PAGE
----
To break this negativity cycle, Beveridge says distributors must obliterate the six primary false narratives that are detrimental to their ability to recruit and retain top talent and outperform the market.

False Narrative No. 1: Distribution Isn’t Attractive
There’s a prevailing sense within many companies that distribution isn’t cool. While Big Tech companies make the latest gadgets and tap into the power of the internet to connect people in new ways, the work distributors do is largely invisible. But that work is invaluable for connecting people and products in the real world.

False Narrative No 2: Some Distributors are Too Small to Implement Technology
Implementing a new technology can be a daunting task. It interrupts day-to-day operations, requires employees to learn new skills and demands new investment. Because of these reasons, many small distributors delay much-needed technology projects or don’t pursue them at all. Beveridge says that’s a mistake. It doesn’t always take a big expenditure or time investment to introduce technologies that will make a difference. New software and systems that can enhance a distributor’s capabilities and make them more competitive in the industry are more within reach than they may realize.

False Narrative No. 3: People are the Greatest Asset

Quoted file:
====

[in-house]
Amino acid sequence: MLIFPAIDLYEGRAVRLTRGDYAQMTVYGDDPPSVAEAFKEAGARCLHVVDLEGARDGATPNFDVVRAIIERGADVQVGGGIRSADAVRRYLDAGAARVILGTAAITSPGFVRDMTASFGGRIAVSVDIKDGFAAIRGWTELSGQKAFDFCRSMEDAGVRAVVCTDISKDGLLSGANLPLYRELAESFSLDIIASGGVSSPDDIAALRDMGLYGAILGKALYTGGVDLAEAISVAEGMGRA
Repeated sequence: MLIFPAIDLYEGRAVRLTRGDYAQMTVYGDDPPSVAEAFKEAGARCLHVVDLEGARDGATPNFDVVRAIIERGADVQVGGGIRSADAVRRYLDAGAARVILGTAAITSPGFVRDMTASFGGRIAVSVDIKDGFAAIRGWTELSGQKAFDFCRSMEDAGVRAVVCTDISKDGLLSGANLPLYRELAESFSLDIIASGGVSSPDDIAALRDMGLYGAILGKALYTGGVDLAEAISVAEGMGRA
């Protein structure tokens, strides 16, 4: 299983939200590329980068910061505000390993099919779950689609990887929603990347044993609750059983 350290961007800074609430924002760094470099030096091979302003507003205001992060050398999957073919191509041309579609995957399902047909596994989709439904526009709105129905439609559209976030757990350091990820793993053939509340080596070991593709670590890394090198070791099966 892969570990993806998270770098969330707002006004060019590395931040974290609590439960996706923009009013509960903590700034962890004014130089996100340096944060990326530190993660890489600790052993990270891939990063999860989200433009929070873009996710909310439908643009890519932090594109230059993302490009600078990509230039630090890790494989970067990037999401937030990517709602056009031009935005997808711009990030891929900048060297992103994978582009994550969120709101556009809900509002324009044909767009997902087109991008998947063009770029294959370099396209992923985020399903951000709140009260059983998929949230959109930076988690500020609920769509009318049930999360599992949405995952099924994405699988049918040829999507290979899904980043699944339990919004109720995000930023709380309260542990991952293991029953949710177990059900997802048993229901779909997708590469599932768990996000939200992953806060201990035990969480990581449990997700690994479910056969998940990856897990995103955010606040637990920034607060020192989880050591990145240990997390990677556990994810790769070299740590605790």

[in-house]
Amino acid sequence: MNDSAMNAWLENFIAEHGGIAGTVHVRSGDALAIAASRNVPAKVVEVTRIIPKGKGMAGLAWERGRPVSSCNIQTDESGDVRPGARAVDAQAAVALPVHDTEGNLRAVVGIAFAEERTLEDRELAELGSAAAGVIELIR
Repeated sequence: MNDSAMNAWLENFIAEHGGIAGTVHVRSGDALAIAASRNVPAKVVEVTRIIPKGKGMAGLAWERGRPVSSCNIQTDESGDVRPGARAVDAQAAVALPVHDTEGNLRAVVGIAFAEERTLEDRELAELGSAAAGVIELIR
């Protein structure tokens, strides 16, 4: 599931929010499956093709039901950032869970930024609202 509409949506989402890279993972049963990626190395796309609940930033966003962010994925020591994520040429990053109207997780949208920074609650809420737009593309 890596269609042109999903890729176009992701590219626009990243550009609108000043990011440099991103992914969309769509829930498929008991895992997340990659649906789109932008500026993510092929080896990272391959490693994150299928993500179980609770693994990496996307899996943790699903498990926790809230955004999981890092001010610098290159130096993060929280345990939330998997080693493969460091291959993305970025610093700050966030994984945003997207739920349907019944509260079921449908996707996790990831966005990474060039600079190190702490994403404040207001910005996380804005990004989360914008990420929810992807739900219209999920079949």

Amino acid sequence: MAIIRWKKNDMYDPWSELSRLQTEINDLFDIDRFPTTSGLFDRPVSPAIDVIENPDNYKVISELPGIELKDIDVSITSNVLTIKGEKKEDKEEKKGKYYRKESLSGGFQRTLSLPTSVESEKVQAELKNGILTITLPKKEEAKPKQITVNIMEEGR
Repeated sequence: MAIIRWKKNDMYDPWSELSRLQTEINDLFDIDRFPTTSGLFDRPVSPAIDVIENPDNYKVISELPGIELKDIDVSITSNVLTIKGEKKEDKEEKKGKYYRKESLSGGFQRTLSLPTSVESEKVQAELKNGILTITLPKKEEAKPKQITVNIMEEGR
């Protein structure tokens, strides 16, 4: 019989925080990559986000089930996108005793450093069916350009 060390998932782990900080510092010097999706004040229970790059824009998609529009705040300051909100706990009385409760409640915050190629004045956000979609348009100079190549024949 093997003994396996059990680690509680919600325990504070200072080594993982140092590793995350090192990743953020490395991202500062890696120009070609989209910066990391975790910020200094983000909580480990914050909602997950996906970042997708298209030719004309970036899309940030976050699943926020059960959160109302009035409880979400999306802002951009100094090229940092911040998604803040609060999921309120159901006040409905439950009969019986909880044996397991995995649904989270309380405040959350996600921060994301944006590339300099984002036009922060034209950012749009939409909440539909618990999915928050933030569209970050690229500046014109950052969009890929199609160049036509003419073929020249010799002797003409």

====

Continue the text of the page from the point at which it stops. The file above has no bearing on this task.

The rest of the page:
Beveridge believes businesses should expand on their efforts to support employees during the pandemic and see them as individuals with goals and dreams. This can be accomplished through a new perspective on leadership. In talking with dealers, Beveridge learned that many emerged from the pandemic with an enhanced leadership style that is special and unique and human because, at its core, distribution is human. He calls this a “fourth wave” of leadership emerging in distribution, the latest stage of an ongoing evolution in leadership. A long time ago, most industries led by managing people with fear and intimidation. Beveridge dubbed this “Wave One: Controlling.” The next stage, “Wave Two: Managing,” was focused on maximizing the productivity and efficiency of processes and systems; people weren’t considered at all. He points to “Wave Three: Leadership” as the beginning of movement from simply managing people and processes to creating a vision and building aligned teams to create value. Beveridge believes that dealers are now in a leadership stage called “Wave Four: Noble Calling,” in which leaders embrace the humanity of business to create growth, opportunity, meaning and success for all individuals.